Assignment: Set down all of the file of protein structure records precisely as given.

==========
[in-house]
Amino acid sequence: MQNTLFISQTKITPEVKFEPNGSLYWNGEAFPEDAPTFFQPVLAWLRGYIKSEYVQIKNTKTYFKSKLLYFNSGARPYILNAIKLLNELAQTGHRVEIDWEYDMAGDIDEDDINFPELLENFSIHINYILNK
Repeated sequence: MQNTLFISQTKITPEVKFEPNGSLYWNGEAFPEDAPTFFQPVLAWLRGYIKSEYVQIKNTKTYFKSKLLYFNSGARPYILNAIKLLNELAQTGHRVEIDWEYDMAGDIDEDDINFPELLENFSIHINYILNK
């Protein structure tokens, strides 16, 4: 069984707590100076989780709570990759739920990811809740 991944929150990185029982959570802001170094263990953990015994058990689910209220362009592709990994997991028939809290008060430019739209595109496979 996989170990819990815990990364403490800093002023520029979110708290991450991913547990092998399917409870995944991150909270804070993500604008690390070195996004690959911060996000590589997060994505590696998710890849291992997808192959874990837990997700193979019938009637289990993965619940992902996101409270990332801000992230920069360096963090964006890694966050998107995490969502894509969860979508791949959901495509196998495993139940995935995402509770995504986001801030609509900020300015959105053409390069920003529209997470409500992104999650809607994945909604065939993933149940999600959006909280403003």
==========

[in-house]
Amino acid sequence: MQNTLFISQTKITPEVKFEPNGSLYWNGEAFPEDAPTFFQPVLAWLRGYIKSEYVQIKNTKTYFKSKLLYFNSGARPYILNAIKLLNELAQTGHRVEIDWEYDMAGDIDEDDINFPELLENFSIHINYILNK
Repeated sequence: MQNTLFISQTKITPEVKFEPNGSLYWNGEAFPEDAPTFFQPVLAWLRGYIKSEYVQIKNTKTYFKSKLLYFNSGARPYILNAIKLLNELAQTGHRVEIDWEYDMAGDIDEDDINFPELLENFSIHINYILNK
């Protein structure tokens, strides 16, 4: 069984707590100076989780709570990759739920990811809740 991944929150990185029982959570802001170094263990953990015994058990689910209220362009592709990994997991028939809290008060430019739209595109496979 996989170990819990815990990364403490800093002023520029979110708290991450991913547990092998399917409870995944991150909270804070993500604008690390070195996004690959911060996000590589997060994505590696998710890849291992997808192959874990837990997700193979019938009637289990993965619940992902996101409270990332801000992230920069360096963090964006890694966050998107995490969502894509969860979508791949959901495509196998495993139940995935995402509770995504986001801030609509900020300015959105053409390069920003529209997470409500992104999650809607994945909604065939993933149940999600959006909280403003």